Congress passed another continuing resolution yesterday that will keep the government in operation for another two weeks, allowing the White House to keep negotiating for a budget plan while Democrats remain in charge in the House. That, however, is really a secondary story. Politico reports on a quiet development that could throw a wrench into the works even with Democrats in charge — and which would, if implemented, severely distort the checks and balances on power in Washington (emphasis mine):
A two-week stopgap spending bill cleared Congress Thursday night, averting a threatened shutdown Friday and buying time for the White House to try to salvage some year-end agreement after the collapse of the budget process.
The action came as the administration sent to the Capitol more than 50 funding adjustments it wants considered as part of what would be a stripped-down appropriations package for the remainder of the 2011 fiscal year ending Sept. 30.
Many agencies would be left frozen at their current spending levels, but the documents indicate the White House is seeking more than $11.4 billion in new spending above 2010, chiefly for foreign aid and defense accounts as well as education initiatives and housing assistance for low-income tenants. The administration also wants to a remarkably open-ended authority to transfer funds between accounts — a power that is sure to be resisted by the Appropriations Committee leadership.
This is what’s known as “burying the lead” in journalism. A Republican House will have the “power of the purse” to put an end to executive branch overreach — for instance, the efforts at the EPA to create carbon caps outside of Congressional authorization, the FCC’s attempts to regulate the Internet, and so on. That power is a key part of the checks and balances in federal government, forcing agencies to account for themselves and their behavior to Congress, and putting limits on executive authority to issue orders for regulation without Congressional approval.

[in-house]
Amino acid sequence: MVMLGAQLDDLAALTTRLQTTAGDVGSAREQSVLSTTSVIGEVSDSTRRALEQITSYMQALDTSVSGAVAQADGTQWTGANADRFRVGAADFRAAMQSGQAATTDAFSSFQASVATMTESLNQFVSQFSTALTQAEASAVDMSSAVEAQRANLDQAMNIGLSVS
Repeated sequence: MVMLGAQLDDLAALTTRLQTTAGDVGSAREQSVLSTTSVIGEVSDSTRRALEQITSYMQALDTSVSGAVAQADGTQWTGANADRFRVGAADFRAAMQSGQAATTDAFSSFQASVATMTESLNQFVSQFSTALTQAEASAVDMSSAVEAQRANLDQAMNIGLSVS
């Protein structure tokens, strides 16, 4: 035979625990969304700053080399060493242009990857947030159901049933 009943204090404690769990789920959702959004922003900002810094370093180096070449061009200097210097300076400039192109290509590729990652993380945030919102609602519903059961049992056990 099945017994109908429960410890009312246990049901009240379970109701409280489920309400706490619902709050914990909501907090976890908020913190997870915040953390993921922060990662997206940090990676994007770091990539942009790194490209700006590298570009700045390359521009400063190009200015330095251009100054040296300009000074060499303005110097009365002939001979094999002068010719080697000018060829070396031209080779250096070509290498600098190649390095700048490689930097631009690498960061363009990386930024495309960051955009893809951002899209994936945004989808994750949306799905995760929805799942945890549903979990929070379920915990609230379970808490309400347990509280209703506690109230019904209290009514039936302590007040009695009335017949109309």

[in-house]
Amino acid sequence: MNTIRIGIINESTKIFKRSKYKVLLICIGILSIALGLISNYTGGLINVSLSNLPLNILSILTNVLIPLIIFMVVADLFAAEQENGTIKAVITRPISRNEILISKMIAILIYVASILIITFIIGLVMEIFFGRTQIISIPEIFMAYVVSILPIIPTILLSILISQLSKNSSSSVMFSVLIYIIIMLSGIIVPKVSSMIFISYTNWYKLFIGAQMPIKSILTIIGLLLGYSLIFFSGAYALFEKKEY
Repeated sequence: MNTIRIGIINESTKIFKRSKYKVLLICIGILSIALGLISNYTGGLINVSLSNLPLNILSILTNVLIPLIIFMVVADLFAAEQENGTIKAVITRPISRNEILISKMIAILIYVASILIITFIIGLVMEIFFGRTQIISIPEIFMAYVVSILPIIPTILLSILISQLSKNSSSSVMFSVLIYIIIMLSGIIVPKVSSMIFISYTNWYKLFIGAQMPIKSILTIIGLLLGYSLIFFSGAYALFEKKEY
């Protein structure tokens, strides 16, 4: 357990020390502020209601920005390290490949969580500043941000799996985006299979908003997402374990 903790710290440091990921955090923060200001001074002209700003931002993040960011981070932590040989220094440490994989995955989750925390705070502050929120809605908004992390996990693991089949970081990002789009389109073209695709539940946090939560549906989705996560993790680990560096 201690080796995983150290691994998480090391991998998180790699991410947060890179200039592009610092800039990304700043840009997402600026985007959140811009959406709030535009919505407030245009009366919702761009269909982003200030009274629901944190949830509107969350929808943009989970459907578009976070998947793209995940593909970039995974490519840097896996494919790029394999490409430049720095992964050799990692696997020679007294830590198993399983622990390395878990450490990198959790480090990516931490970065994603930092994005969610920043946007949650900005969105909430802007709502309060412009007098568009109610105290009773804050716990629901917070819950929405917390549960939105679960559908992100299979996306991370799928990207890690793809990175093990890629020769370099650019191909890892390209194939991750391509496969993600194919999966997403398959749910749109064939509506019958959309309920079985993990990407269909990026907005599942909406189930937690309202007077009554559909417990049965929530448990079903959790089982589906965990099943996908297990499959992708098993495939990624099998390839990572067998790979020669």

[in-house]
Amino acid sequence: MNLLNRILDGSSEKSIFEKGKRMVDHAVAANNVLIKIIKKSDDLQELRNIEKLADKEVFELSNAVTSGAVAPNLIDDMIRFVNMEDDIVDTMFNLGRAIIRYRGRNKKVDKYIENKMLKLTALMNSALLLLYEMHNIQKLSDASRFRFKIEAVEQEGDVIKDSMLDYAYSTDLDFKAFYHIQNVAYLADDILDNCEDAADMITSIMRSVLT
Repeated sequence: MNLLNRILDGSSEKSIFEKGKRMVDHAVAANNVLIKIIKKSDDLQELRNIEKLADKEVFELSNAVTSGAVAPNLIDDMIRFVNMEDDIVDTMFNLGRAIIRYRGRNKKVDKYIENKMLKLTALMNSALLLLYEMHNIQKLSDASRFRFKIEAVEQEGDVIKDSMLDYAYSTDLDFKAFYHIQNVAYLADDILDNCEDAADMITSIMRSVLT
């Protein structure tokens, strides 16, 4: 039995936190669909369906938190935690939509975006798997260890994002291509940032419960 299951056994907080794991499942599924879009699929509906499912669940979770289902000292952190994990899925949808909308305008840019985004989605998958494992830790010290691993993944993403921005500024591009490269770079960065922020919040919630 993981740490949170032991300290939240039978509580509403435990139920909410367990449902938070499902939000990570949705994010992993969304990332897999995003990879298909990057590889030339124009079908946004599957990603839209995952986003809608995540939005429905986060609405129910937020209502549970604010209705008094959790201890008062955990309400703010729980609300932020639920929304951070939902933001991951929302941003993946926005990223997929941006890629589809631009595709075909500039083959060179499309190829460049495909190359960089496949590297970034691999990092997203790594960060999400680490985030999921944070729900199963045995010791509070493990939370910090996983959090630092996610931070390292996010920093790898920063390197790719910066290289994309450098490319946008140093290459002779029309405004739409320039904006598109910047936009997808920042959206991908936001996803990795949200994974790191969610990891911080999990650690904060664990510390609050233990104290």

Politico doesn’t discuss the breadth of the “remarkably open-ended authority” Barack Obama wants to transfer funds between accounts, but I doubt that the White House interest in winning that power at this precise moment in time is coincidental. They know that Republicans plan on using the power of the purse to keep the Obama administration from abusing its power and making end-runs around the legislature. It all but demands a blank check from Congress as a budget plan and ends their ability to direct funding as it sees fit. It’s a carte blanche for runaway executive power.
Senate Republicans must pledge to filibuster any budget with that kind of authority built into it. In fact, every member of Congress should protest this demand to surrender the Constitutional prerogative of budgeting and the check on power it represents. Otherwise, they will consign the people’s branch to a mere rubber stamp for executive whims.